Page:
One thing that Neil Finn never does is make the same album twice. Crowded House fans will find that "Time on Earth" grows on you and isn't as instantly memorable as "Woodface" but is equally as powerful and memorable. In fact, this album reminds me more of the follow up to the band's popular "Woodface" album, "Together Alone"; the melodies are touched with melancholy. You can't help but feel that the death of Paul Hester (the band's original drummer, occasional songwriter and friend of Neil's since the end of Split Enz), middle age and changes in Neil's personal life informed this terrific album. As always, Neil demonstrates a knack for writing memorable melodies and thoughtful, deeply felt lyrics that rank among the best out there. Neil's more experimental solo albums have also impacted this album as well (they departed from the "formula" of Crowded House)and since this was, initially, going to be a solo album it's not a surprise that this album's low key charm and musically adventurous touches are in line with what was on Neil's most recent pair of solo recordings.
Nevertheless, this IS a Crowded House album and brims with all the wit, songwriting skill and hooks that Neil and his band are known for. In fact one of the most interesting aspects of this album is the collison between the "style" that Neil established on his solo albums, the pair he made with his brother Tim and the Crowded House sound. It reinvigorates the album making it a unique and enjoyable follow up to "Together Alone" (the band's last full studio album. I'm not counting "Afterglow" since it was made up of b-sides and tracks that weren't used for the original version of "Woodface").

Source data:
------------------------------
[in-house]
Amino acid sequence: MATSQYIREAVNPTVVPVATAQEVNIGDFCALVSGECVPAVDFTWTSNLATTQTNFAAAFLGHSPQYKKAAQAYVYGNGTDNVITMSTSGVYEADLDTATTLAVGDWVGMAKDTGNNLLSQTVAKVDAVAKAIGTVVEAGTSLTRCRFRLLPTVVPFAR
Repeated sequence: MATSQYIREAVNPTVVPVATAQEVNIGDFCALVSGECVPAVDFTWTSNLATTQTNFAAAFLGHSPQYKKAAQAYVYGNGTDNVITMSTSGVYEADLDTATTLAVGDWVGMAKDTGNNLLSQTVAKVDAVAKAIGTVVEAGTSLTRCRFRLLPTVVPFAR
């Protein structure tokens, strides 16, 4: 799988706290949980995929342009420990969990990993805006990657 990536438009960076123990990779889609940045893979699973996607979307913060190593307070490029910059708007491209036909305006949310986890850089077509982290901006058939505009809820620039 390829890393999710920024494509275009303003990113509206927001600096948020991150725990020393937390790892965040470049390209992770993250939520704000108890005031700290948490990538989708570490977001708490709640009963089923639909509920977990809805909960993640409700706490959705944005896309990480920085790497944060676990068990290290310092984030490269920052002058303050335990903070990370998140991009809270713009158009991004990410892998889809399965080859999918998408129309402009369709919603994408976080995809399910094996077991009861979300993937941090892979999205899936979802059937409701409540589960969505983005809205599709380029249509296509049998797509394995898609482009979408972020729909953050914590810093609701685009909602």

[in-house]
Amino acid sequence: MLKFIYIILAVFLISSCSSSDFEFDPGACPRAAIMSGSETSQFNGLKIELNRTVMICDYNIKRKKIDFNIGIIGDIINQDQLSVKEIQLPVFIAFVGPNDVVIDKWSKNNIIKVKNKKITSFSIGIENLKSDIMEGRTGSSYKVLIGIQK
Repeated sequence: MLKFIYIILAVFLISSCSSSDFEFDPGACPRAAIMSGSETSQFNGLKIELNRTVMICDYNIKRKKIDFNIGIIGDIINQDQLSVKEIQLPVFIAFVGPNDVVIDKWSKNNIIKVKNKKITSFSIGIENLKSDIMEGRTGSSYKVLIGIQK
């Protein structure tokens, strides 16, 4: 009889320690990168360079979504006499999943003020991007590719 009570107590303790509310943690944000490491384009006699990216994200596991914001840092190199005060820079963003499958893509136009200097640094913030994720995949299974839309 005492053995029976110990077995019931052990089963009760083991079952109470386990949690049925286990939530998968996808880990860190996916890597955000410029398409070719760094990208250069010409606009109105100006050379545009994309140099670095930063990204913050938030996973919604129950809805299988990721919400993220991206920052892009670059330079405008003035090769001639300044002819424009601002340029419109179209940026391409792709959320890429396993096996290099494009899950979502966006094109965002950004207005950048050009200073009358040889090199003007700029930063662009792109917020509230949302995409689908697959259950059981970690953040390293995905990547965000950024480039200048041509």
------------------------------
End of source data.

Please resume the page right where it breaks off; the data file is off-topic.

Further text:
For those interested there is an import with a DVD of live performances. Also, the first single has two songs not included here plus some live tracks as well. Unfortunately the deluxe edition with the DVD hasn't been released in the United States as of this date.
Worth picking up.
Time on Earth Don't Stop Now Together Alone Woodface Try Whistling This One Nil "
Haunting and Brilliant
Vinzo | Boston, MA United States | 07/10/2007